I just read an incendiary article by Lewis Beale for The Reeler accusing Werner Herzog’s Rescue Dawn for falling into the same trap of racist solipsism that’s befallen many a Vietnam War movie, including The Deer Hunter and Apocalypse Now.  There have been some thoughtful responses to it, positive and negative on both the original post and on The House Next Door.  I offered my feedback on the original post (with a plug for Ham Tran’s wonderful recent release Journey from the Fall as a proposed corrective to the problems Beale is talking about).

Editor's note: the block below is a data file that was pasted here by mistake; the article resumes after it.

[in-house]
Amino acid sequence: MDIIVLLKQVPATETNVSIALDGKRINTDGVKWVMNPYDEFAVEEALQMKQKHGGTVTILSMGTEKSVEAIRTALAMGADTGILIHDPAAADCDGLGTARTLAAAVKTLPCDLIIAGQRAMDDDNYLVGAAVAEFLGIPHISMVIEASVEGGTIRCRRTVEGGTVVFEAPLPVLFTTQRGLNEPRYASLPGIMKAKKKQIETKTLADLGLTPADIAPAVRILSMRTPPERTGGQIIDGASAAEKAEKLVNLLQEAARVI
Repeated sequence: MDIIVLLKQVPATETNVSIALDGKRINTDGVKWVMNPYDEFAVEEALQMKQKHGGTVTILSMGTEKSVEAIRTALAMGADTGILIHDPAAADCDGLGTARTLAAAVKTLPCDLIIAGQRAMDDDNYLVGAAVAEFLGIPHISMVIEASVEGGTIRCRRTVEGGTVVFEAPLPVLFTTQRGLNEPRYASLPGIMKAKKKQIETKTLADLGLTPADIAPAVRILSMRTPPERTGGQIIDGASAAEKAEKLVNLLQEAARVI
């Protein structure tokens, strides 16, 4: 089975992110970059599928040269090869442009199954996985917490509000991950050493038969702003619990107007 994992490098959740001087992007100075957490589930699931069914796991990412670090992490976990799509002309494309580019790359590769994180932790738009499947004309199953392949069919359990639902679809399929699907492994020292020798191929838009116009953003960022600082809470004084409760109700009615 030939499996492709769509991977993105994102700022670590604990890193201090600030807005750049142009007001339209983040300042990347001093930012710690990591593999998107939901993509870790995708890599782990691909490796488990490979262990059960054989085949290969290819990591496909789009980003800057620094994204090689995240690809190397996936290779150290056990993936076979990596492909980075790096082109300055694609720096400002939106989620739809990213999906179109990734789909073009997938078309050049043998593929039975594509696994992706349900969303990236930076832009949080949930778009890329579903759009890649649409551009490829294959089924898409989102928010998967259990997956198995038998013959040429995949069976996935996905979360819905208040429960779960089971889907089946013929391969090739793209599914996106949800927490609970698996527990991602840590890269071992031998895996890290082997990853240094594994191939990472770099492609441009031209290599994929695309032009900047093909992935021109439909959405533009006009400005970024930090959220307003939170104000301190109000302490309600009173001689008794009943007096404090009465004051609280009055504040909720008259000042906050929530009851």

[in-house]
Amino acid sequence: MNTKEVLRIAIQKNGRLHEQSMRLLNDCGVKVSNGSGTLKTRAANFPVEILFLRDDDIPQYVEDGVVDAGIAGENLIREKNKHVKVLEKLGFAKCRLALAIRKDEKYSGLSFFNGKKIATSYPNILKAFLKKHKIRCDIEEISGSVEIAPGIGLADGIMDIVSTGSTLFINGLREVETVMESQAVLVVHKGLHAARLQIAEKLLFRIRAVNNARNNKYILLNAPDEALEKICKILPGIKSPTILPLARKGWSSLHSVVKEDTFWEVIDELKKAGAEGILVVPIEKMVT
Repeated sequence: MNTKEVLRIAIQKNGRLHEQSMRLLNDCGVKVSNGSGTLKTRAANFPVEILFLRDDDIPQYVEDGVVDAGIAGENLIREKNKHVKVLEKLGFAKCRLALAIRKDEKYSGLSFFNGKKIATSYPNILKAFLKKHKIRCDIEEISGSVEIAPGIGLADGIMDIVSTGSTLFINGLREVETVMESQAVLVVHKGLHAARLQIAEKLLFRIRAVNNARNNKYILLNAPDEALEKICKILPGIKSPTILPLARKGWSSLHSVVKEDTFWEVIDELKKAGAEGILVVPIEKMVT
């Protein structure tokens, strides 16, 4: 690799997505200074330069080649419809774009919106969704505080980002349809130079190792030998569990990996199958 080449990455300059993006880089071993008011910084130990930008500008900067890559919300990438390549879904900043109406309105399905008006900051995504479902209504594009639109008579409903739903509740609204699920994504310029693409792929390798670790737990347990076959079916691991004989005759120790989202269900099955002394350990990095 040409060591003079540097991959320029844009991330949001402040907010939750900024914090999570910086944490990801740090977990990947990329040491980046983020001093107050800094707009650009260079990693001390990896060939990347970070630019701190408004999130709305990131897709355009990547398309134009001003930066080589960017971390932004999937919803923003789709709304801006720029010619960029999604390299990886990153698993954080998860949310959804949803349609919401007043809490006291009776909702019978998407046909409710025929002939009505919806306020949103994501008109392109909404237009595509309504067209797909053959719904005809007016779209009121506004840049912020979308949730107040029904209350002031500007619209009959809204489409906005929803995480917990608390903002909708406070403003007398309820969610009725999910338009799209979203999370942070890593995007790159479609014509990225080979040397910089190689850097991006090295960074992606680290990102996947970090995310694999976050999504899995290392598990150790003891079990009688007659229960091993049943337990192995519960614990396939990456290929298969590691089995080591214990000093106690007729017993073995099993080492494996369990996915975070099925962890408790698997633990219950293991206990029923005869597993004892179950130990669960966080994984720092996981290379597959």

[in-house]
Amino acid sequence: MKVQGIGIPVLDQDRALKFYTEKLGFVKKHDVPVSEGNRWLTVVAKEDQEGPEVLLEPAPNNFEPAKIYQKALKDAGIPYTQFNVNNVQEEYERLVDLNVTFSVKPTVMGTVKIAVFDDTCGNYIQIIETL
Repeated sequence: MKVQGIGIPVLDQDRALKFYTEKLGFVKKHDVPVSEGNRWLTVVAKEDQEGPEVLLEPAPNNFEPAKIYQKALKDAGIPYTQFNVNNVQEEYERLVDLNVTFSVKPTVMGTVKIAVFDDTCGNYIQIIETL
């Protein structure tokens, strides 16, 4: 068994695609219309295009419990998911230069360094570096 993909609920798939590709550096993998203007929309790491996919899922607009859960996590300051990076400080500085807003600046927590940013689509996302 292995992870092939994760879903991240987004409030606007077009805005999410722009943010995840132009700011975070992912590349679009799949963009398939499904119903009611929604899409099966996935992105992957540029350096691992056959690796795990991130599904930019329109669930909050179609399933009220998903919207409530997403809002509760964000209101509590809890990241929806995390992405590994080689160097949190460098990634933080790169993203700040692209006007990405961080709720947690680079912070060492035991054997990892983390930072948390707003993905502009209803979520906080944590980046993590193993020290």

I came away thinking about not just the racism of Hollywood Vietnam War movies but the more pervasive issue of the  Colonialist Romantic streak that makes me groan at so many Herzog movies, even ones I find hypnotically alluring, like Aguirre, the Wrath of God, as well as their Hollywood counterparts like the incredibly vexing Apocalypse Now.  Herzog will do all he can to critique whatever lunatic dreamer Klaus Kinski is playing, as well as real life counterparts like Timothy Treadwell, but the fact is that he is at bottom fascinated with these nutjobs and more interested in what makes them tick than in the collateral damage they inflict on others, particularly indigenous peoples.   The most interest that a Herzog can stir up in the Other is in its innate exoticism, but rarely engage with the Other as an equal human being, just a bystander or accessory on the road to the White man’s extreme self-actualization.   I’ll credit Kubelka in that he actually acknowledges his own similar impulse in the way he regards Africans, without coming up with an alternative.  But it still just isn’t enough…